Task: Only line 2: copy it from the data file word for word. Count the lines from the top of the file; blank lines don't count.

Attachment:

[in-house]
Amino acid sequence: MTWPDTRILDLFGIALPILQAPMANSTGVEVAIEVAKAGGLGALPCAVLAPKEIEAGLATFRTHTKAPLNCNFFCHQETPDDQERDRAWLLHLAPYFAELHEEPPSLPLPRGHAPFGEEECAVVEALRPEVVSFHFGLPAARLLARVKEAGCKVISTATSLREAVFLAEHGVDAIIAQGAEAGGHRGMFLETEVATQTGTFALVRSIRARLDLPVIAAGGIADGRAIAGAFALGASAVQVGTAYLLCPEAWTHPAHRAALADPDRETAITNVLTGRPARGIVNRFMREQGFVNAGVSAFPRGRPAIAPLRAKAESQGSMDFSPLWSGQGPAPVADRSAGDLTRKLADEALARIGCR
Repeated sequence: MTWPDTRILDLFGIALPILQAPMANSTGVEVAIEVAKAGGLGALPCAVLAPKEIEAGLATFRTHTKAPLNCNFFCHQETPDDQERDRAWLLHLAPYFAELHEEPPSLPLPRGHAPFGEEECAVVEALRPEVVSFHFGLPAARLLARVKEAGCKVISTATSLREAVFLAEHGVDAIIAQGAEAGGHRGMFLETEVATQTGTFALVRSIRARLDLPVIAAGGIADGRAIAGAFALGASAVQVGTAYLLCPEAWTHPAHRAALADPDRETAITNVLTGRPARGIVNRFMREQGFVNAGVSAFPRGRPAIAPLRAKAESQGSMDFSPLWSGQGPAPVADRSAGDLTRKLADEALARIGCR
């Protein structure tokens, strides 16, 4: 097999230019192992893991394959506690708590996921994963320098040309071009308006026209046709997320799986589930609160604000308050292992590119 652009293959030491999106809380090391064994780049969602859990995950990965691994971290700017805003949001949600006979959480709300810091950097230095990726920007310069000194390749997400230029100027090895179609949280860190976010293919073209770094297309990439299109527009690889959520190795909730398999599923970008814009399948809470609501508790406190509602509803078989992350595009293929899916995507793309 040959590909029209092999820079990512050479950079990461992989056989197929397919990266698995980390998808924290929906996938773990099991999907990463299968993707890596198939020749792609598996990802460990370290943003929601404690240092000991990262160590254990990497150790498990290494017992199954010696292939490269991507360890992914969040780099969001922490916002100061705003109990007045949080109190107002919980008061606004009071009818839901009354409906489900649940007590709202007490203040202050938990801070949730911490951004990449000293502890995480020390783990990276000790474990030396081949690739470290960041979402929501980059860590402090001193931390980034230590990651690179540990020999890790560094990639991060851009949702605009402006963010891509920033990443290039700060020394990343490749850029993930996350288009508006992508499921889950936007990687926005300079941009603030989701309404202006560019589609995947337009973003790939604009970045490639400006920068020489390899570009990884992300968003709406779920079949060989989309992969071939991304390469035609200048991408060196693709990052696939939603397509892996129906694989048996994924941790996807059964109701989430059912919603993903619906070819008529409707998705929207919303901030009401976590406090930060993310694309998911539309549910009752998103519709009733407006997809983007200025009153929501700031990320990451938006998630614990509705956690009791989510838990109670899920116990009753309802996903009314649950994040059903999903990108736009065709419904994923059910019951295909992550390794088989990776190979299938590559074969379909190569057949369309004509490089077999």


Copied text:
Amino acid sequence: MTWPDTRILDLFGIALPILQAPMANSTGVEVAIEVAKAGGLGALPCAVLAPKEIEAGLATFRTHTKAPLNCNFFCHQETPDDQERDRAWLLHLAPYFAELHEEPPSLPLPRGHAPFGEEECAVVEALRPEVVSFHFGLPAARLLARVKEAGCKVISTATSLREAVFLAEHGVDAIIAQGAEAGGHRGMFLETEVATQTGTFALVRSIRARLDLPVIAAGGIADGRAIAGAFALGASAVQVGTAYLLCPEAWTHPAHRAALADPDRETAITNVLTGRPARGIVNRFMREQGFVNAGVSAFPRGRPAIAPLRAKAESQGSMDFSPLWSGQGPAPVADRSAGDLTRKLADEALARIGCR